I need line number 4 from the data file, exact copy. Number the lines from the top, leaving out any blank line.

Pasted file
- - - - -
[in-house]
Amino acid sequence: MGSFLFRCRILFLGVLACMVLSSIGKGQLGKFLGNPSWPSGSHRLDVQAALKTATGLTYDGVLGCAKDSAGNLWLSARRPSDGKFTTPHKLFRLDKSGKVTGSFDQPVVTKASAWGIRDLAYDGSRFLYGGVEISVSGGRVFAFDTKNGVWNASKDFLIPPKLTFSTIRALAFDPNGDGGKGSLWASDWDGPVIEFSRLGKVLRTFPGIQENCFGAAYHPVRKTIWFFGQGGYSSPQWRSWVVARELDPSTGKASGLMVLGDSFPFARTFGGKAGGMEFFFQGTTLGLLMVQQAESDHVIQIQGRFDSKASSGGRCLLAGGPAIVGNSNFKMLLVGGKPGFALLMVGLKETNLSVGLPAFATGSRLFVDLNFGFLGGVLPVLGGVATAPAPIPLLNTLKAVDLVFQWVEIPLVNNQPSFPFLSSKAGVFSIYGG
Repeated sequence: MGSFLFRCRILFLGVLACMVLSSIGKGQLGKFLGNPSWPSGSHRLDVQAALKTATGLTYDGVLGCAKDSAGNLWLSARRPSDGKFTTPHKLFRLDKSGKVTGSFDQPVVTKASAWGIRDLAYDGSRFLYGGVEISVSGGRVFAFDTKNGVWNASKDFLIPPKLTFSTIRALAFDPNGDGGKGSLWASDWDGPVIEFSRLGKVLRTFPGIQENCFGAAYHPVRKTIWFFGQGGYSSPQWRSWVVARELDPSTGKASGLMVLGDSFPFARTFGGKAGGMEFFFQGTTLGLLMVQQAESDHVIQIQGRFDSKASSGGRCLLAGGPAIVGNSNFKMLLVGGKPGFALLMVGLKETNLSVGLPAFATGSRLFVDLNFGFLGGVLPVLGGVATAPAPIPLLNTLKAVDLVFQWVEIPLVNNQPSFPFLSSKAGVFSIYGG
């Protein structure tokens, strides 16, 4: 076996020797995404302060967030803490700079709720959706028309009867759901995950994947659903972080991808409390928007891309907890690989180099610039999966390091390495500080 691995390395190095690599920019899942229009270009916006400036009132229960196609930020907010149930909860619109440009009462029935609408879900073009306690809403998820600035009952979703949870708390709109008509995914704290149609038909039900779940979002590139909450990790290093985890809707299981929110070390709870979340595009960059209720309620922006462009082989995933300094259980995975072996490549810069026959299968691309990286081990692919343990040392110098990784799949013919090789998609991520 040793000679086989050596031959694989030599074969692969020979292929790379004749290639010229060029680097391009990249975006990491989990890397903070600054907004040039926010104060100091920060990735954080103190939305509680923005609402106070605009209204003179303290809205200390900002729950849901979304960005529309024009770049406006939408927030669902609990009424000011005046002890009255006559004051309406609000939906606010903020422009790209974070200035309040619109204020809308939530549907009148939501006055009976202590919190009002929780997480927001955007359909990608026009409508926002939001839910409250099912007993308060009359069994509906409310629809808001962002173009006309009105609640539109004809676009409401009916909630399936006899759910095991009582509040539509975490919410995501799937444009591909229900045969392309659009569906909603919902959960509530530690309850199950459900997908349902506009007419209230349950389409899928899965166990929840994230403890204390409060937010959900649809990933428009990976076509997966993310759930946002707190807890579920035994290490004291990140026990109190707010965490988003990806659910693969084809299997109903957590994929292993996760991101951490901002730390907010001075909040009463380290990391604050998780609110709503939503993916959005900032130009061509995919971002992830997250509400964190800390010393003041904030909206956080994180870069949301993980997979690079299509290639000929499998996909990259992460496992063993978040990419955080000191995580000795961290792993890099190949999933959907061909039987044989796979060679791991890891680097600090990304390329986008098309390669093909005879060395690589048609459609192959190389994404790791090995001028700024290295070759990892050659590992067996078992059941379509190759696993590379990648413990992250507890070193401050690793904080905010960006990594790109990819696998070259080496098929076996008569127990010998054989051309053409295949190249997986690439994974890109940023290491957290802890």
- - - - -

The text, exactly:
């Protein structure tokens, strides 16, 4: 076996020797995404302060967030803490700079709720959706028309009867759901995950994947659903972080991808409390928007891309907890690989180099610039999966390091390495500080 691995390395190095690599920019899942229009270009916006400036009132229960196609930020907010149930909860619109440009009462029935609408879900073009306690809403998820600035009952979703949870708390709109008509995914704290149609038909039900779940979002590139909450990790290093985890809707299981929110070390709870979340595009960059209720309620922006462009082989995933300094259980995975072996490549810069026959299968691309990286081990692919343990040392110098990784799949013919090789998609991520 040793000679086989050596031959694989030599074969692969020979292929790379004749290639010229060029680097391009990249975006990491989990890397903070600054907004040039926010104060100091920060990735954080103190939305509680923005609402106070605009209204003179303290809205200390900002729950849901979304960005529309024009770049406006939408927030669902609990009424000011005046002890009255006559004051309406609000939906606010903020422009790209974070200035309040619109204020809308939530549907009148939501006055009976202590919190009002929780997480927001955007359909990608026009409508926002939001839910409250099912007993308060009359069994509906409310629809808001962002173009006309009105609640539109004809676009409401009916909630399936006899759910095991009582509040539509975490919410995501799937444009591909229900045969392309659009569906909603919902959960509530530690309850199950459900997908349902506009007419209230349950389409899928899965166990929840994230403890204390409060937010959900649809990933428009990976076509997966993310759930946002707190807890579920035994290490004291990140026990109190707010965490988003990806659910693969084809299997109903957590994929292993996760991101951490901002730390907010001075909040009463380290990391604050998780609110709503939503993916959005900032130009061509995919971002992830997250509400964190800390010393003041904030909206956080994180870069949301993980997979690079299509290639000929499998996909990259992460496992063993978040990419955080000191995580000795961290792993890099190949999933959907061909039987044989796979060679791991890891680097600090990304390329986008098309390669093909005879060395690589048609459609192959190389994404790791090995001028700024290295070759990892050659590992067996078992059941379509190759696993590379990648413990992250507890070193401050690793904080905010960006990594790109990819696998070259080496098929076996008569127990010998054989051309053409295949190249997986690439994974890109940023290491957290802890």